Dr. Jay Johnson and Dr. V. Sridhar.
Dr. Johnson offered a rather
demonstrated he was a treating physician and that Claimant suffered
therefore, “temporarily and totally disabled.”
Sridhar also offered a brief letter dated September of 2007 which
stated Claimant was diagnosed with cyclical vomiting syndrome and
that “she would have to stay home from work and or other activities
from 1 to 5 days.”
The ALJ gave the opinions “little weight” because they were
dated prior to Claimant’s alleged onset date and, therefore, do not
reflect Claimant’s functional status and limitations during the
He also found the requirement for Claimant to
stay home 1 to 5 days was belied by her earnings record.
This Court agrees with the ALJ that Dr. Sridhar’s opinion is
somewhat minimized because of Claimant’s earnings during most of
As for Dr. Johnson’s opinion, medical opinions outside of
the period to be adjudicated are relevant to Claimant’s cumulative
Hamlin v. Barnhart, 365 F.3d 1208, 1215 (10th
While the finding of temporary total disability is an
finding and any associated limitations should be considered by the
ALJ on remand.
consideration to the third party statement from Claimant’s friend,
Stacy Jackson. (Tr. 211-18). Nothing appears in the ALJ’s opinion
concerning whether this statement was reviewed.
upon the catch-all phrase used by the ALJ that he considered the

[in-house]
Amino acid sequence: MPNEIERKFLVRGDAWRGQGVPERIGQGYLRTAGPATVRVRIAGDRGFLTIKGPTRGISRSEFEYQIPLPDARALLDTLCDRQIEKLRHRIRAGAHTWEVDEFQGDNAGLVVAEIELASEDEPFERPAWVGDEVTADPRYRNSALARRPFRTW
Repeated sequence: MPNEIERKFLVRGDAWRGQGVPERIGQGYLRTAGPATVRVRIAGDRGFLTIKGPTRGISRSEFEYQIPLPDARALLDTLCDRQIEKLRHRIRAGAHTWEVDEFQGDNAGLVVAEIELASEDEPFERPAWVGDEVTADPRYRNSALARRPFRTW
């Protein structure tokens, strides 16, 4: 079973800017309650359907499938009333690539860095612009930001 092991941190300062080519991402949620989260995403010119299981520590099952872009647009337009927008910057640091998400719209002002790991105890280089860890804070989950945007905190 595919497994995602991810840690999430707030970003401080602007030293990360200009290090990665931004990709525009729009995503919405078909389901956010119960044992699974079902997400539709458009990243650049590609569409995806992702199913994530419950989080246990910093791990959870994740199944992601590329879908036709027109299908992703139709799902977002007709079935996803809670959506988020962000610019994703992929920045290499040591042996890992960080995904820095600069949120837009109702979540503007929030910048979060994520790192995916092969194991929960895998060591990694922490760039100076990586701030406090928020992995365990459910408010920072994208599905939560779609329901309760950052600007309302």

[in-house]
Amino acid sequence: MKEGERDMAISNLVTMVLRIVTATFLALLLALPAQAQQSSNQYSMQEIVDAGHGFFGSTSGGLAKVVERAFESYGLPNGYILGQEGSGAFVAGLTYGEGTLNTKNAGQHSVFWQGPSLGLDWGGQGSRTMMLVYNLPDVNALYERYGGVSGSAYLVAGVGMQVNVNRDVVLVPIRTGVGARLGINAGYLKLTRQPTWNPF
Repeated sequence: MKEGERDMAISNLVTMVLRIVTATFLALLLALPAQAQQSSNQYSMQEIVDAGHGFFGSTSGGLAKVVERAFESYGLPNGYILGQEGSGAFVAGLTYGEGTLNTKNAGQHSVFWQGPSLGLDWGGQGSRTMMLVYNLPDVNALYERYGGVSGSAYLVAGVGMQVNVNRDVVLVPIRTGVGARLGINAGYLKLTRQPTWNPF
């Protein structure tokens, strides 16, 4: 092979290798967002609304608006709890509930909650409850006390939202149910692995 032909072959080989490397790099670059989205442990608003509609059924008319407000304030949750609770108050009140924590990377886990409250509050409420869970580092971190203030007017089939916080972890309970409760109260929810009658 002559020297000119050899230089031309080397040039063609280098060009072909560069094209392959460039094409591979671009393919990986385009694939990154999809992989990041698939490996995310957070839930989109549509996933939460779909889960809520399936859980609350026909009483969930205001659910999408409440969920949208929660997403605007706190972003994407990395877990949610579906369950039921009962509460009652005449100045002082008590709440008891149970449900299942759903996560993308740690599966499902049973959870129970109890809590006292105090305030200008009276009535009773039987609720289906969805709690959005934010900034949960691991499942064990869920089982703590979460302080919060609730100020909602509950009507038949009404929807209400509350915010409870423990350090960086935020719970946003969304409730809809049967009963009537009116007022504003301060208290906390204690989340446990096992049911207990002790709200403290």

On remand, the ALJ shall give this third party
statement express consideration, especially on the issue of whether
the statement bears either positively or negatively upon Claimant‘s
Claimant also takes issue with the ALJ giving “substantial
weight” to the opinions of two state agency medical consultants.
She appears to base this challenge on the fact the ALJ
cited to duplicate records in his decision.
Although the ALJ’s
explanation for relying upon these opinions is rather rote, it is
not sufficiently vague to remand on this basis.
The ALJ found Claimant’s testimony to be “partially credible”,
contending Claimant has some limitations but not to the extent to
which she testified.
This Court agrees with Claimant that the
rejection of the testimony concerning activities of daily living on
the basis that they have not been objectively verified to a
reasonable degree of certainty misstates the proper evaluative
He also attempts to attribute any limitations in
activities of daily living to “other reasons” without specifying
the nature of these alternative bases.
The ALJ also cites to
inconsistencies in the testimony, acknowledging that they may not
This type of “gotcha” rejection of subjective
testimony cannot support a credibility finding.